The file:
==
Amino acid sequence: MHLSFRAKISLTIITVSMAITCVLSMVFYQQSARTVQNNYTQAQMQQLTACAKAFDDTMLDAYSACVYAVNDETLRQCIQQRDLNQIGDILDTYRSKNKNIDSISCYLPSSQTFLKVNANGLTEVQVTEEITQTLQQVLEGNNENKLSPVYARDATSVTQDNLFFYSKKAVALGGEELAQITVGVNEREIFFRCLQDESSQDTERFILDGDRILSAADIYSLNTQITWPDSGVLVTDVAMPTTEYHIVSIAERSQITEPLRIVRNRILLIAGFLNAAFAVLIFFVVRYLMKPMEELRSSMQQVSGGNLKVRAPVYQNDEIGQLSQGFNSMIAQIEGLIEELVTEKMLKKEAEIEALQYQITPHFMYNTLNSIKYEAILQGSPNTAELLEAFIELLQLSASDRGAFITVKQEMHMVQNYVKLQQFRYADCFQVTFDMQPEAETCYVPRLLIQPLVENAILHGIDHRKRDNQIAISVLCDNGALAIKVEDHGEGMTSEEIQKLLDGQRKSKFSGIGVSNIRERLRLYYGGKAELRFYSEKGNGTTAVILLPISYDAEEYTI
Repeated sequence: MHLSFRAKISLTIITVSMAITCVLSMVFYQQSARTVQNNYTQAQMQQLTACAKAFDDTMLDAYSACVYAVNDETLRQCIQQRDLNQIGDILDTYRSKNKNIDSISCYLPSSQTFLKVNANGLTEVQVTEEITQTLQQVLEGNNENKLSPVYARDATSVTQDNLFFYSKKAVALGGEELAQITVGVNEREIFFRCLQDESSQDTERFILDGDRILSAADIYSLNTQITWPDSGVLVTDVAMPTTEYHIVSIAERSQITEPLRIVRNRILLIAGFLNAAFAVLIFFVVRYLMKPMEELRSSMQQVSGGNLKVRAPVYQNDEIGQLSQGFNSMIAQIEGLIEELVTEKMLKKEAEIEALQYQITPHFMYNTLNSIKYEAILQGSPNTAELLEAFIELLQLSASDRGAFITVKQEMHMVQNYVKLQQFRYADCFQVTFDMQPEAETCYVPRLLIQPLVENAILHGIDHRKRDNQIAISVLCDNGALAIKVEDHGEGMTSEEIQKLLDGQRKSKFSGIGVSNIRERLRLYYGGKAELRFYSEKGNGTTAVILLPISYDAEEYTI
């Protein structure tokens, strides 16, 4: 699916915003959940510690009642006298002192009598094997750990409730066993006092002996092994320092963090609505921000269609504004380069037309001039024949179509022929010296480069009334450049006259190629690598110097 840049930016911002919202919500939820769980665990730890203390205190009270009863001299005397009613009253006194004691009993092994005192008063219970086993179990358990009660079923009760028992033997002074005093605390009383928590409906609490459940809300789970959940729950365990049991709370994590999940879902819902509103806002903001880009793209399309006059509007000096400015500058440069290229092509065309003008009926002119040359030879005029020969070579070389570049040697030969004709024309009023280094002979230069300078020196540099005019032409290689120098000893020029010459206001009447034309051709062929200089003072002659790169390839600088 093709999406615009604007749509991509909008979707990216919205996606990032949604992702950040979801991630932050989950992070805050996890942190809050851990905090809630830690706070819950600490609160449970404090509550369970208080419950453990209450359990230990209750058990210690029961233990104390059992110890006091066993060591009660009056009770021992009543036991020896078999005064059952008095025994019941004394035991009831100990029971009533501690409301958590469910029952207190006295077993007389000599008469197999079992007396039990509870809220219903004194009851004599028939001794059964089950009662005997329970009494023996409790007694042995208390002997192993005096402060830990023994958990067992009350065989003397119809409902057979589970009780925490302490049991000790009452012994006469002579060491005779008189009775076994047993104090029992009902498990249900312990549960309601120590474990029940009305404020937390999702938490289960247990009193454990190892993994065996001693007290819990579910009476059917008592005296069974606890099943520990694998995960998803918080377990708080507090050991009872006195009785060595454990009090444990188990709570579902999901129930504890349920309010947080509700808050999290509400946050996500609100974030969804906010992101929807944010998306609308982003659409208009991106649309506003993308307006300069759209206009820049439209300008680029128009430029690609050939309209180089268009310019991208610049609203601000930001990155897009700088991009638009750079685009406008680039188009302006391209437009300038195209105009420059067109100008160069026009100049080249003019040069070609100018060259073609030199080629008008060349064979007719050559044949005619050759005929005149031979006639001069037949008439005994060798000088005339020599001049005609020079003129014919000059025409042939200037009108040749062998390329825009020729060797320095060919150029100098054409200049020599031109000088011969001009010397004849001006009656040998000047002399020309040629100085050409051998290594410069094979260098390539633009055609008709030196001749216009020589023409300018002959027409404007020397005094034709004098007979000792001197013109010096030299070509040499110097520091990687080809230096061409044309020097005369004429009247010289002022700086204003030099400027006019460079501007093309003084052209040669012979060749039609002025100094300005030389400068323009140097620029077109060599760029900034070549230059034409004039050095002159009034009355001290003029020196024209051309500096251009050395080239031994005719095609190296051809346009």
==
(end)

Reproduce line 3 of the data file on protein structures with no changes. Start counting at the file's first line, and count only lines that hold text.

């Protein structure tokens, strides 16, 4: 699916915003959940510690009642006298002192009598094997750990409730066993006092002996092994320092963090609505921000269609504004380069037309001039024949179509022929010296480069009334450049006259190629690598110097 840049930016911002919202919500939820769980665990730890203390205190009270009863001299005397009613009253006194004691009993092994005192008063219970086993179990358990009660079923009760028992033997002074005093605390009383928590409906609490459940809300789970959940729950365990049991709370994590999940879902819902509103806002903001880009793209399309006059509007000096400015500058440069290229092509065309003008009926002119040359030879005029020969070579070389570049040697030969004709024309009023280094002979230069300078020196540099005019032409290689120098000893020029010459206001009447034309051709062929200089003072002659790169390839600088 093709999406615009604007749509991509909008979707990216919205996606990032949604992702950040979801991630932050989950992070805050996890942190809050851990905090809630830690706070819950600490609160449970404090509550369970208080419950453990209450359990230990209750058990210690029961233990104390059992110890006091066993060591009660009056009770021992009543036991020896078999005064059952008095025994019941004394035991009831100990029971009533501690409301958590469910029952207190006295077993007389000599008469197999079992007396039990509870809220219903004194009851004599028939001794059964089950009662005997329970009494023996409790007694042995208390002997192993005096402060830990023994958990067992009350065989003397119809409902057979589970009780925490302490049991000790009452012994006469002579060491005779008189009775076994047993104090029992009902498990249900312990549960309601120590474990029940009305404020937390999702938490289960247990009193454990190892993994065996001693007290819990579910009476059917008592005296069974606890099943520990694998995960998803918080377990708080507090050991009872006195009785060595454990009090444990188990709570579902999901129930504890349920309010947080509700808050999290509400946050996500609100974030969804906010992101929807944010998306609308982003659409208009991106649309506003993308307006300069759209206009820049439209300008680029128009430029690609050939309209180089268009310019991208610049609203601000930001990155897009700088991009638009750079685009406008680039188009302006391209437009300038195209105009420059067109100008160069026009100049080249003019040069070609100018060259073609030199080629008008060349064979007719050559044949005619050759005929005149031979006639001069037949008439005994060798000088005339020599001049005609020079003129014919000059025409042939200037009108040749062998390329825009020729060797320095060919150029100098054409200049020599031109000088011969001009010397004849001006009656040998000047002399020309040629100085050409051998290594410069094979260098390539633009055609008709030196001749216009020589023409300018002959027409404007020397005094034709004098007979000792001197013109010096030299070509040499110097520091990687080809230096061409044309020097005369004429009247010289002022700086204003030099400027006019460079501007093309003084052209040669012979060749039609002025100094300005030389400068323009140097620029077109060599760029900034070549230059034409004039050095002159009034009355001290003029020196024209051309500096251009050395080239031994005719095609190296051809346009």